Libor Needs Transparency, Pimco’s Crescenzi Says: Tom Keene
While liquidity from central banks and investigations by regulators may be preventing manipulation of the London interbank offered rate, the market would benefit from more transparency, according to Pacific Investment Management Co.’s Tony Crescenzi.
Barclays Plc, the U.K.’s second-largest bank by assets, was fined a record 290 million pounds ($450 million) on June 27 for rigging Libor, a global benchmark, for profit. Chairman Marcus Agius, Chief Executive Officer Robert Diamond and Chief Operating Officer Jerry Del Missier subsequently resigned.
“More transparency obviously would be better to see in fact where banks are offering money,” Crescenzi, a strategist at Newport Beach, California-based Pimco, which oversees the world’s largest bond fund, said in a radio interview on “Bloomberg Surveillance” with Tom Keene and Ken Prewitt. “It may be that there was a time when the rate could be affected, but today it’s less likely especially with the scrutiny.”
Central banks from the Federal Reserve to the Bank of China have flooded their markets with cash to support economic growth, which would likely undermine attempts to manipulate Libor rates, Crescenzi said.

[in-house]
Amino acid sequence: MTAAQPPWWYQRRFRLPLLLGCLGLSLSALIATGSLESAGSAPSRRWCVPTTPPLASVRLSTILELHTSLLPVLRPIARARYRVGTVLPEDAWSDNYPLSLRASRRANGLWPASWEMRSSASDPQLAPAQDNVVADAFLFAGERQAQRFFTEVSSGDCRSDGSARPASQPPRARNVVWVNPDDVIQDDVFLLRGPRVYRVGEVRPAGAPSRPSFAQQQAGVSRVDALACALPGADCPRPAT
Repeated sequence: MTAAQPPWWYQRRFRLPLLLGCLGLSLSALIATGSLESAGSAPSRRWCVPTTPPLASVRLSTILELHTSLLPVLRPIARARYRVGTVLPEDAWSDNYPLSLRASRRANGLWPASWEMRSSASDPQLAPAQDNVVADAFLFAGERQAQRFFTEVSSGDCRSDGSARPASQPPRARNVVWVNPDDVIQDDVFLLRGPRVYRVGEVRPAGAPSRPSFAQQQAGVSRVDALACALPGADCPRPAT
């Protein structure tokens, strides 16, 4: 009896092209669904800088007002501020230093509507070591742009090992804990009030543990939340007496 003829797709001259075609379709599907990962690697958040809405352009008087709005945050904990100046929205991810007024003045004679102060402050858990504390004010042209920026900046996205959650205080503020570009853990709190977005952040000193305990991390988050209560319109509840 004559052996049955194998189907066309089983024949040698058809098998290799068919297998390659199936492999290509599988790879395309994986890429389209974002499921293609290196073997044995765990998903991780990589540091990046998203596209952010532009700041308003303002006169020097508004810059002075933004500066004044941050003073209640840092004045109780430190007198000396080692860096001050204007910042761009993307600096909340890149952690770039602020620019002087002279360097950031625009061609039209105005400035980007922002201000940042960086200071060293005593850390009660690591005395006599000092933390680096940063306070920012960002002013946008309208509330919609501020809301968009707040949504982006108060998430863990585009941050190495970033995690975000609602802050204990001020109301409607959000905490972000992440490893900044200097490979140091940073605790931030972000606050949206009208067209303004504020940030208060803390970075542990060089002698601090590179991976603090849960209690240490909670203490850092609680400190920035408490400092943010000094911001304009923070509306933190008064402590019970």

“No one is bigger than the market,” he said. “The enormity of liquidity operations of the Federal Reserve, European Central Bank, Bank of England, Bank of Japan (8301), the Bank of China have gotten so great that any attempt to manipulate an interest rate has got to be futile.”
In the U.S., payrolls rose 80,000 last month after a 77,000 increase in May, Labor Department figures showed today in Washington. Economists projected a 100,000 gain, according to the median estimate in a Bloomberg News survey. The unemployment rate held at 8.2 percent.
The Treasury 10-year yield dropped five basis points, or 0.05 percentage point, to 1.54 percent at 11:34 a.m. in New York, according to Bloomberg Bond Trader prices. The 1.75 percent security due in May 2022 rose 15/32, or $4.69 per $1,000 face value, to 101 7/8.
Fed Chairman Ben S. Bernanke has indicated that more easing, potentially through buying government securities, is an option. The central bank bought $2.3 trillion of bonds in two rounds of so-called quantitative easing, or QE1 and QE2, from 2008 through 2011 to stimulate economic growth and drive down unemployment.
“The unemployment number shows listlessness in the U.S. economy still,” Crescenzi said. “It’s clearly growing too slowly to keep the unemployment rate from rising and with continued figures like this, one would expect the Federal Reserve to continue to be what it’s been, which is activist and adopt a QE3.”
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